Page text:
Germany: Spiegel Online, 1/4/17: The hour-long video didn't exactly put the German chancellor in a cheerful mood. The footage was from Donald Trump's recent appearance in Pennsylvania during his so-called Thank You Tour and Angela Merkel… watched the rally in its entirety. … During his speech, Trump celebrated a landslide victory that was anything but; he blasted the press "the world's most dishonest people" and in no way left the impression that he has matured into a statesman following his election win. But one passage really stood out in Merkel's memory and she quoted it verbatim: "There is no such thing as a global anthem, a global currency, a global flag. We salute one flag, and that is the American flag."
United States: The Intelligencer, 1/4/17: Even before Donald Trump became president-elect, Turkish leader Recep Tayyip Erdogan called for his name to be scrubbed from Istanbul's Trump Towers. …Now that Trump is just two weeks from assuming the presidency, cities that host his many branded properties have an additional concern to consider: the potential terrorism threat brought by his name. …Properties in the United States are not immune to attacks either, whether from sympathizers of foreign terrorist organizations or by domestic terrorist groups, although protecting them is less likely to cause international conflicts of interest. Not all Trump-labeled sites are owned by Trump or managed by the Trump Organization, but that may not matter.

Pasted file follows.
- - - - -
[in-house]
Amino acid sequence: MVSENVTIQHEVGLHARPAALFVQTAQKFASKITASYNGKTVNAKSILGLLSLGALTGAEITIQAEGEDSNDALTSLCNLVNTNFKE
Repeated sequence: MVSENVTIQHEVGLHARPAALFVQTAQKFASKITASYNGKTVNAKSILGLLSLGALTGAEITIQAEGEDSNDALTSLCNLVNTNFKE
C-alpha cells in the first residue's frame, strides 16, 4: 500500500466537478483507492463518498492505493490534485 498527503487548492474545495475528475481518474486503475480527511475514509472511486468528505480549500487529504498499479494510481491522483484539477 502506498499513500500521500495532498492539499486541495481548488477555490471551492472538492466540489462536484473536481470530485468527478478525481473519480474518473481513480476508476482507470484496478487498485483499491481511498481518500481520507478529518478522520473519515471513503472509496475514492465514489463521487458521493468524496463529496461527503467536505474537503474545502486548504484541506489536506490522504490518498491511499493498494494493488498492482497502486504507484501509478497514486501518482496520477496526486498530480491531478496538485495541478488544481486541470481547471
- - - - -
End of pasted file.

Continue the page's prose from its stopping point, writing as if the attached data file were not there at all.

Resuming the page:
Russia: Moscow Times, 1/5/17: As most Russians enjoy a week-long holiday vacation, the country's ailing currency is also having a happy new year. Today, during trading on the Moscow Stock Exchange, the U.S. Dollar's value fell to less than 60 rubles for the first time since 2015. …The euro also depreciated relative to the ruble today, hitting a rate of 62.67 rubles per euro. …The falling exchange rates were accompanied by rising Brent crude oil prices on the ICE Exchange. …The ruble also appreciated during the first trading of 2017 on the Moscow Stock Exchange. … the ruble strengthened due to rising oil prices, which reached more than $57 per barrel. The ruble has been struggling ever since it tumbled on Dec. 16, 2014. That day, the ruble lost nearly 20 percent of its value within 24 hours. Bloomberg called it the worst single-day drop for the ruble in 16 years.